No one wants to sound bad
There’s also the reality that most people don’t often sing in public. Church attendance has become less frequent, so people have fewer chances to sing in a group during a month. And corporate singing of any kind has steadily declined in American culture the last half century.
It’s not surprising people don’t sing when they’re in church, says Keith Pipes, a veteran worship pastor in Nashville. Singing in a group can feel awkward these days, he says.
“There are people who have never sung in an organized group before,” he says. “Then they show up to church and they are asked to sing with a couple hundred people. They may feel that is really odd.”
If people don’t feel comfortable with a hymn or worship song, they’re unlikely to sing, says Rita Ruby, a voice teacher and worship leader from Chicago.
Singing in public is hard enough, she says. Singing a song you don’t know well in public is worse.
“No one wants to sound horrible—especially with someone sitting right in front of you,” she says.
Moving an unengaged audience to full engagement is not an easy task. It may take some time, patience, and intentional training. There’s no magic formula or even one style of worship that will convince people to sing.
Fortunately, say Harland and other worship pastors, there are some steps church leaders can take to help congregations enjoy singing and participate.
Don’t sing a worship song like it’s on the CD
Finding the right key is essential, says Eubanks. Most worship leaders, he says, sing in a key that fits them, so they can lead out as strongly as possible. Unfortunately, people can’t always follow them in that key. Instead, he says, pick a key that has the widest appeal.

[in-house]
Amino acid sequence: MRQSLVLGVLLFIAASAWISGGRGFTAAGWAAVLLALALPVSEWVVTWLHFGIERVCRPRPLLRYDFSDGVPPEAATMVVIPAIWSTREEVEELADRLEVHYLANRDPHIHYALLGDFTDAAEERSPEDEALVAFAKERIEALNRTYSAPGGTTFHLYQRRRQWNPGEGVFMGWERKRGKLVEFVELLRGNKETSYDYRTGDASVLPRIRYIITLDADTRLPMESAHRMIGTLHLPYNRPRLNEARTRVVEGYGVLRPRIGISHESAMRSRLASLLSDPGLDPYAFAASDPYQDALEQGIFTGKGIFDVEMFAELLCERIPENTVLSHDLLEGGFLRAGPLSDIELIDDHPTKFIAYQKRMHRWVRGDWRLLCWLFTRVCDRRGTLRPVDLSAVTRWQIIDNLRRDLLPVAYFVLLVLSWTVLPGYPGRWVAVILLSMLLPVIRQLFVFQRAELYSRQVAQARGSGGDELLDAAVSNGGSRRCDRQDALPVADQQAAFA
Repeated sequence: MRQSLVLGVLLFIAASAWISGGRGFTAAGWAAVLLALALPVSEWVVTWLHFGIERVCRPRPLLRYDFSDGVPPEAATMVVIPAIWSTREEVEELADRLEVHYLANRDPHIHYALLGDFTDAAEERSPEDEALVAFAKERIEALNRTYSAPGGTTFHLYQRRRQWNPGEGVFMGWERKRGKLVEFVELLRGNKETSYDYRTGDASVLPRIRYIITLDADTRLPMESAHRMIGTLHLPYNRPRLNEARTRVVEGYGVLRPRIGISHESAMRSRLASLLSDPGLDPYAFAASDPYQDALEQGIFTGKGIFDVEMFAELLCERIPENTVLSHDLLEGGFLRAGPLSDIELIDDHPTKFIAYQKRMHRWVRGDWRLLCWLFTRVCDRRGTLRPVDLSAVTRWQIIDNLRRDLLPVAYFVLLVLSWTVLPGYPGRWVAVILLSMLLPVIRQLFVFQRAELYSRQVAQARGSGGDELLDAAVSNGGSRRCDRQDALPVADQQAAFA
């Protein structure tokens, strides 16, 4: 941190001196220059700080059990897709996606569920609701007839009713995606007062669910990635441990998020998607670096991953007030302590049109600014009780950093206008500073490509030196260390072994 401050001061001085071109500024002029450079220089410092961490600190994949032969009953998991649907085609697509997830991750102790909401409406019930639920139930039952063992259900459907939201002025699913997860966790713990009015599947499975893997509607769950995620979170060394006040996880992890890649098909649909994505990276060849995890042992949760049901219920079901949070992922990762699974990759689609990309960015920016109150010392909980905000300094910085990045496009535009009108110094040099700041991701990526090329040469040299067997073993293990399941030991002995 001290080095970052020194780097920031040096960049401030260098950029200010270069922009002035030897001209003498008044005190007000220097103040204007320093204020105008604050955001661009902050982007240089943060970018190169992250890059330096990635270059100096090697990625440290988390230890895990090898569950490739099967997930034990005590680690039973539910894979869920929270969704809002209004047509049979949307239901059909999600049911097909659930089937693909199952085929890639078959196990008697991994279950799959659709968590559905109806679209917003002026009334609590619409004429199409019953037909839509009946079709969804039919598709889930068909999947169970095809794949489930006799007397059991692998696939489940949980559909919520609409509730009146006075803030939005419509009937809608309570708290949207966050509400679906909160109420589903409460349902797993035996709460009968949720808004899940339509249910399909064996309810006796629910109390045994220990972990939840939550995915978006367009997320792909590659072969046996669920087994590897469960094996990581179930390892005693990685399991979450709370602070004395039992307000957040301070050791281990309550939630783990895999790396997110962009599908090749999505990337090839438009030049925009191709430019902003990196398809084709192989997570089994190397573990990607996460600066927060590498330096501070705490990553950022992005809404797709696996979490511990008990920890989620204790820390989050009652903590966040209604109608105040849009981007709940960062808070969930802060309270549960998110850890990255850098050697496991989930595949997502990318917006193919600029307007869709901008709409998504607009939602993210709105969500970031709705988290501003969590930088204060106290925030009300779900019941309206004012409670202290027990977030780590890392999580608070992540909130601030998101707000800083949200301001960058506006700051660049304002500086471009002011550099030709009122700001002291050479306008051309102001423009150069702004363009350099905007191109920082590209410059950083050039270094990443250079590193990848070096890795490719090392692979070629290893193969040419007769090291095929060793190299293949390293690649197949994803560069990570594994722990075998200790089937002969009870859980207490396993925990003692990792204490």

“A song will be in the key of B flat on the CD, but most people can’t sing that high,” he says. “If we can bring it down to the key of G, that will be OK for most vocal ranges.”
Take more time to teach a new song
Few people can hear a song or hymn once and be ready to sing along. So break down a song into smaller pieces, says Pipes. Take a few minutes to sing the chorus a couple of times until people become familiar with it. Then add the verses.
Repetition is also crucial. Don’t be afraid to sing a new song two or three weeks in a row until people learn it, Pipes says.
Tell church members what they will be singing ahead of time
Let church members know in advance what songs will be sung on Sunday and provide links to the music in a church newsletter, email, or post on the church’s website. Churchgoers can listen ahead of time and be ready to sing.
Let the congregation win
Harland tries to include a favorite hymn or worship song in every service. It’s usually a song the congregation knows well, one that is set in a comfortable key, and one the congregation loves to sing.
With enough wins, the congregation’s confidence will grow. Plus, people will learn to trust the worship leaders—and will be willing to follow them.